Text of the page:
This is not some accident and there are several reasons for it. On one hand, there is this belief that UCLA "knows what it's doing" and therefore just needs to keep doing it ... it's bad luck/injuries/whatever that is keeping us from winning the conference. On another, it's actually an acknowledgement that the UCLA way of doing things is somehow "unique" and therefore only a head coach with UCLA ties can handle the job. This last might be true, sadly, though our opinion of the "UCLA way of doing things" and the school's is likely different.
There is plenty of literature on the value of corporate culture. Peruse enough of those books and you'll find companies like General Electric, Johnson & Johnson and Starbucks as examples of successful corporate cultures - though they are all different corporate cultures. Companies with successful corporate cultures often have trouble with succession. Starbucks is a classic example, where Howard Schultz established a culture of success, then saw the company falter when he stepped away, leading to his return. He's since said (I believe, I'm doing this from recollection) that Starbucks would hire his next successor from within, to ensure continuity in the corporate culture.
I wonder if the culture at UCLA is working in reverse. The school has a football program that's not winning the way it should, but it insists on a continuation of the culture.
So, why aren't I suggesting that Neuheisel be fired? Why aren't I suggesting that we distance ourselves from the past and hire a Mike Leach or some coach who will do things vastly differently? It's because at UCLA, the head football coach doesn't determine the culture, the athletic director and the chancellor and other administrators do - and those creating the culture have failed to acknowledge an evolving college football landscape, while trying to duplicate a success that must read like entries in a history book to the current crop of players. (Seriously, Kevin Prince knowing that Rick Neusheisel set passing records in the Rose Bowl is like you finding our your dad won first prize in his high school science fair. I mean it's great, but it has nothing to do with today.)
UCLA's culture is many things and many of those are great things, like the Coach Wooden philosophies that permeate the halls, gyms, pools and fields. But it's also the culture that re-ups with Adidas when Under Armour wants in, reputedly for more money and despite the fact that recruits reputedly want nothing to do with Adidas. It's also a culture that's created for itself an academic no-man's land, a place where it won't accept players who meet the NCAA minimum standards that practically every other school uses as a guide and it can't compete with Stanford for the truly academically gifted players. This is a place where Cal and Oregon feast on players we can't get in and the Cardinal gets the kids with straight As. Everything else aside, this is a place where very few quality offensive linemen seem to dwell.
The academic thing has been rehashed many times, so I won't do it here. All I want to say, is that if we are we where we are because we must be where we are then the athletic department better be putting forth maximum effort in the area of academic support. I apologize for being vague, but I have reason to have my doubts about this. I have reasons to believe that, like with everything else, the belief here is that "UCLA knows what it's doing and isn't going to change" - but this belies the fact that Cal has virtually the same academics we do but somehow manages to accept players with lower qualifications and still keeps them eligible.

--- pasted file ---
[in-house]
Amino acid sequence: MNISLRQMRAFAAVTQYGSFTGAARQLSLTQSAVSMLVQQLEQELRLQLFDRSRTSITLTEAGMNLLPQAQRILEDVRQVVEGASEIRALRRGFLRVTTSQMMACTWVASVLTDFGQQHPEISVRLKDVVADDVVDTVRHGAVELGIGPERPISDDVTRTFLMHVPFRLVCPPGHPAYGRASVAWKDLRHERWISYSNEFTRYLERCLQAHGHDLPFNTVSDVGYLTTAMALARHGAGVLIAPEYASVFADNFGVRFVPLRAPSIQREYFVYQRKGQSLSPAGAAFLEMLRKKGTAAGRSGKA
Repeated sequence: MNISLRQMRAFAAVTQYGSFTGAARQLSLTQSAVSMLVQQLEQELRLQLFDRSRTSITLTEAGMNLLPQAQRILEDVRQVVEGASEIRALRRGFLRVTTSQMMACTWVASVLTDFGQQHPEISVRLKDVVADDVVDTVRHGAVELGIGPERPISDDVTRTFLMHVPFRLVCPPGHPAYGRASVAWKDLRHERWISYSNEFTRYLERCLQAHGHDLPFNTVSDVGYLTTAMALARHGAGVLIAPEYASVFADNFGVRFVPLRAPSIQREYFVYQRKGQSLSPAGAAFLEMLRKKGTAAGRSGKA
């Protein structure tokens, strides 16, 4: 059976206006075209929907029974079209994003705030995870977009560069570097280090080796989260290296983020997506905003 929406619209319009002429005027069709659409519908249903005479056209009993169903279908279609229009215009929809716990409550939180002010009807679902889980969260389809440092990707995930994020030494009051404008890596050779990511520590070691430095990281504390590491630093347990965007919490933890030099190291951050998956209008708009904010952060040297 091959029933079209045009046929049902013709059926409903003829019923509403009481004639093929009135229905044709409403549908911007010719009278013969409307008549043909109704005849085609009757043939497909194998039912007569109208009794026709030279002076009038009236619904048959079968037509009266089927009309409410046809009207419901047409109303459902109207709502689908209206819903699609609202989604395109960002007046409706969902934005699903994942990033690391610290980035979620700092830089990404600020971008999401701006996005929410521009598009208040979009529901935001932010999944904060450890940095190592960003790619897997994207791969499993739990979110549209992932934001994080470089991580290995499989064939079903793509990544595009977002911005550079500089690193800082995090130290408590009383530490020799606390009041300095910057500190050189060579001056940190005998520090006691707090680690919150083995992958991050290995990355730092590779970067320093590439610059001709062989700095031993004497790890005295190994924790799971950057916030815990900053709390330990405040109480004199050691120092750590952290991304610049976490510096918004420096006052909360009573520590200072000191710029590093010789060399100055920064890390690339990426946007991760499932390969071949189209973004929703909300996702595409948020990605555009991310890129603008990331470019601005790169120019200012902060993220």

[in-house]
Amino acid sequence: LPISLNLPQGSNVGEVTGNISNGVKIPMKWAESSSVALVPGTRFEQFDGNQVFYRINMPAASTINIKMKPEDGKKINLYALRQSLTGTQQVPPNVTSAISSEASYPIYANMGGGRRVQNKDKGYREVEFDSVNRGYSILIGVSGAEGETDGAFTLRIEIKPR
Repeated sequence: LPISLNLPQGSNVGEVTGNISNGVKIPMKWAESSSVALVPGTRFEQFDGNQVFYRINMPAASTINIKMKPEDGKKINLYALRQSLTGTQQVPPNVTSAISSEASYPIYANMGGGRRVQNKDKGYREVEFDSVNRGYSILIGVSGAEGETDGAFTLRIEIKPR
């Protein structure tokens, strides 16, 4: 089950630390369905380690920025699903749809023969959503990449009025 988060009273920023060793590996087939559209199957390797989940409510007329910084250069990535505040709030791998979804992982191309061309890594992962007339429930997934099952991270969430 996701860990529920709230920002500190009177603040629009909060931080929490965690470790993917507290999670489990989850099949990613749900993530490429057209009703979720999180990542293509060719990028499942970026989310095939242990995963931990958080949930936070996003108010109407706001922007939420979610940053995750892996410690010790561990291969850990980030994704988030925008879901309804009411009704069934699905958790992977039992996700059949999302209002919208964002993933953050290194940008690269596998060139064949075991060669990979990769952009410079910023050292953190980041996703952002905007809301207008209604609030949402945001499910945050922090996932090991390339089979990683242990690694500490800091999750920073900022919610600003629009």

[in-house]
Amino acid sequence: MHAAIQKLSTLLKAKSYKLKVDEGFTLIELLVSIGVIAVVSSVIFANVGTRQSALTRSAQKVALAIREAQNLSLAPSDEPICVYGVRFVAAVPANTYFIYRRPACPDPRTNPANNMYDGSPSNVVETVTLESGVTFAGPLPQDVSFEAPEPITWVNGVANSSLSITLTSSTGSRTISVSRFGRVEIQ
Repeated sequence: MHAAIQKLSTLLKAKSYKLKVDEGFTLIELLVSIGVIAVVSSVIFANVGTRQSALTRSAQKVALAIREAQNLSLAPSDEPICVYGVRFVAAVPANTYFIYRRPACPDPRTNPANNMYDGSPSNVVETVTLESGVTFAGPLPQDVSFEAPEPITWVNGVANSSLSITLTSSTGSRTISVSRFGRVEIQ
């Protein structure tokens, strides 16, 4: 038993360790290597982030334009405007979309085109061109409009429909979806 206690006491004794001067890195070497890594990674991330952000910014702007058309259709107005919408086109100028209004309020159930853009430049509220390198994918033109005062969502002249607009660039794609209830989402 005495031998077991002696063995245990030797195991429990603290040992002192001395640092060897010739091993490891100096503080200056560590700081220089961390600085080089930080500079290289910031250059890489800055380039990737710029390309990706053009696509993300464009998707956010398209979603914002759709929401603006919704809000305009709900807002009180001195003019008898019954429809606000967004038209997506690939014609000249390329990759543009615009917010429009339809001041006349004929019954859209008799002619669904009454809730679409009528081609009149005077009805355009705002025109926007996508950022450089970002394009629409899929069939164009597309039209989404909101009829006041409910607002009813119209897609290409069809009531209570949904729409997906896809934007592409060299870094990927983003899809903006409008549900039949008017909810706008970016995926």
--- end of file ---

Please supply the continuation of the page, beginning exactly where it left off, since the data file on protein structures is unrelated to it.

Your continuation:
Maybe the greatest failure of the UCLA football culture is the inability to cope with the evolving landscape. When Terry Donahue was winning Rose Bowls, Oregon, Oregon State, Cal, and Stanford were frequently doormats. The league in those days was USC, UCLA and sometimes Washington. (I don't want to give the impression that those Donahue teams weren't talented because they were. The Rose Bowl winning teams had numerous top players and the talent on the '87 and '88 Aikman teams were the best in the country ... sigh!) But for some reason those other schools don't want to acknowledge UCLA's "rightful place at the top of the conference." No, they've evolved, improved over time, sought out the best coaches, built or are building the best facilities and basically acknowledged that winning in football is an athletic department priority over, above and separate from winning in every other sport.
Which brings me all the way around to Neuheisel. He is of the past and a continuation of the culture. But Neuheisel is also a coach who spent time in Boulder and Seattle, not to mention a stint in the pros. I believe that deep down inside, Rick Neuheisel sees and feels what's wrong just like we do and that he's working to change things from the inside.
And to do that he must win and he must be given the chance to win.
We must hope he does.
Rick Neuheisel must ultimately succeed because his failure would represent a bottoming out of the program. If he goes, we are really back to Square One. We'd become an expansion team. We'd sink from irrelevant to obscure. We just can't start all over again.
For that reason, we can't set tangible standards this year. There are too many variables, too many unknowns and as a result too great a chance Neuheisel and the team fail to meet them. And then what? We bring in a new coach? We give him five more years?
My plan is to hope for lots of wins, but short of that, look for comfort in the little things. Will we play with more cohesion? Will our play calling improve? Will we go for touchdowns instead of settling for field goals? Will our defense play with aggression and keep the opponent guessing with different looks? Will the team play better at the end of the season than at the beginning? Will we avoid any blowout losses? Will we meet Coach Wooden's definition of success, even if it isn't reflected in the win column?
Putting aside whatever reservations one had about the hiring of Rick Neuheisel, the simple truth now is that he represents the programs best chance for long term success.